I mean, I would say basketball is inefficient: having one person run the ball or maybe two reliable players pass it across the whole court definitely seems most efficient.

      The only twist in basketball is that there's another team trying to stop you from achieving your goal (which would also add to the appeal of mob programming greatly!)

mikewarot 16 days ago

This is my first hearing of the concept. I'm not sure I'd have anything to add, as I've only programmed solo, with most of that being in the 1980s with DOS and early windows.

  • mac_was 16 days ago

    I think everybody has got something to add. It is a bit of a social exercise where people share how they think, how they solve problems

moralestapia 16 days ago

It sounds fun, I'd like to give it a try to see what it's like (mail in profile).

ushercakes 16 days ago

I would be interested in watching recorded YouTube sessions of this, to see how it works

bsldld 16 days ago

I am interested, but initially could I participate just as an observer?

Metalic 16 days ago

Sound like an interesting concept, count me in, see email in my profile.

cowboynwf 16 days ago

I'm totally down. I'm a verse developer.

  • mac_was 15 days ago

    Hey, can you drop me a line on telegram or leave your email? I'll send you an invite to our discord server

mr_o47 16 days ago

How can we get involved

  • mac_was 15 days ago

    Hey, can you drop me a line on telegram or leave your email? I'll send you an invite to our discord server

sayanimondal 16 days ago

I received a great question and wanted to explore the ideas that I have on the subject. A team that has successfully started Mob Programming is experiencing " " a loss of personal satisfaction and a desire to code solo.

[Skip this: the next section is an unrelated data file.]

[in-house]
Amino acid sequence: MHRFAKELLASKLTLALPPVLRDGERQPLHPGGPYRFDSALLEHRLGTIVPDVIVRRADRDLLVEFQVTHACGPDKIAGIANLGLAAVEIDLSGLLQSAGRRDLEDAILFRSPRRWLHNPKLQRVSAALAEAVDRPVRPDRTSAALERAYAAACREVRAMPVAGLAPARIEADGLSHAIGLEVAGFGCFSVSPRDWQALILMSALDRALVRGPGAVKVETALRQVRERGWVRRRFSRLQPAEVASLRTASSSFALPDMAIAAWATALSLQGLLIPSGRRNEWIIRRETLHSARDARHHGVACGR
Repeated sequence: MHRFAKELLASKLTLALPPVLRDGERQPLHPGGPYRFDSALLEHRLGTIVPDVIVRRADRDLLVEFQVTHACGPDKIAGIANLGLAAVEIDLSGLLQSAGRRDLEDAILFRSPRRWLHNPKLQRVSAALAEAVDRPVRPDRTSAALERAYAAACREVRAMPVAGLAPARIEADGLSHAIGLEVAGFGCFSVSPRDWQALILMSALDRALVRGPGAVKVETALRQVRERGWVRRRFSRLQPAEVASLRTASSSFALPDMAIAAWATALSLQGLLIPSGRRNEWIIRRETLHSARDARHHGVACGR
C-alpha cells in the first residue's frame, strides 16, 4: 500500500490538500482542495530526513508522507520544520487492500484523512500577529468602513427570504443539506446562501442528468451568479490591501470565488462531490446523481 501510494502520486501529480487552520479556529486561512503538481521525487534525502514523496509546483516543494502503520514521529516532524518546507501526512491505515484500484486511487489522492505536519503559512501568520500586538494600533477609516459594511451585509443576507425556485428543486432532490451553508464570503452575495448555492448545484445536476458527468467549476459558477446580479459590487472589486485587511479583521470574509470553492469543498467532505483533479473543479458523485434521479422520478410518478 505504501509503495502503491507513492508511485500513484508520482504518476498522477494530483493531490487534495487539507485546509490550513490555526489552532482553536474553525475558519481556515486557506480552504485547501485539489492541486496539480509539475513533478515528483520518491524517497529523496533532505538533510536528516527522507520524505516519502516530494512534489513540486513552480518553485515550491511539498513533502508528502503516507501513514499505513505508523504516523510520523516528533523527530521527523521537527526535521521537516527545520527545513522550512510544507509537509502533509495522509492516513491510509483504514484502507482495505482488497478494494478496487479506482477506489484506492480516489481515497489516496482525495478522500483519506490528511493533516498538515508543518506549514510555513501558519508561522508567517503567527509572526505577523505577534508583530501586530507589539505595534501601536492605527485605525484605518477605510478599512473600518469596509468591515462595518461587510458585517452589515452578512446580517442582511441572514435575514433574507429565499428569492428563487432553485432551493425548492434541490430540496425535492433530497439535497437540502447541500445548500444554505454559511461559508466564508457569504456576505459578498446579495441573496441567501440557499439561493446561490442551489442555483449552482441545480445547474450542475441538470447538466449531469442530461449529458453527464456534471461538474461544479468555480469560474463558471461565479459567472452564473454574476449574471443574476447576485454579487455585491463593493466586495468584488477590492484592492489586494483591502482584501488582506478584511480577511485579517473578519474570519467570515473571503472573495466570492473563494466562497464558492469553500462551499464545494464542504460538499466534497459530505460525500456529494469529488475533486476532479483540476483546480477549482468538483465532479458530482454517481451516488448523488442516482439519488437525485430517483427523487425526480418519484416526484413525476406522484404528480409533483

I was in the same place when we first started mobbing. Although I couldn't pinpoint the cause, I felt something was missing when I was programming my own programs. I did a lot soul searching in the beginning of mobbing. I felt like there were two main problems I was having in staying happy with my circumstances. The first was the feeling of triumph over adversity that I experienced when I solved code-related problems myself. The second was boredom I felt when writing code that seemed "easy".

We all realized that we were able to produce more software than production every time we practiced Mob Programming. This meant that I had to find out what was bothering and how to overcome it, regardless of how I felt. Mob programming will never be solo coding. So, was the joy I experienced programming alone the result of the fact that I was not surrounded by others?

Joy in a Mob

There are many ways to find personal satisfaction. During my mobbing introspection, I was able to identify some of the issues. These problems disappeared over time. I was a solo developer and had those moments when I solved a problem and then cheered because I did it. It was also satisfying to help another developer solve a problem that I was responsible for. I felt better about myself the more complex the system I worked on.

Jane McGonigal's book Reality is Broken was the first place I heard the term Fiero.

The definition of fire is: "Fiero" is what we experience after we overcome adversity. It is what you feel and see. It's because almost everyone expresses fiero in the exact same way: We throw our arms above our heads and shout.

This feeling is something I get all the time when programming by myself. It seemed less frequent when I was first in a mob. It was clear that the team needed to have a baseline of technical skills. We all began to discover what we knew and how we could each contribute. Software developers feel fiero when they get stuck on a problem and then find a solution. It feels less like this happens when a new mob is formed. I believe the reason is that there is a technical Satir model. The most technical people who form a mob will be spending the majority of their time teaching, while the less experienced will spend much of their time learning. This feeling of fire comes back once we have reached the technical norm for our teams. You will only now have people with whom to shout and high-five!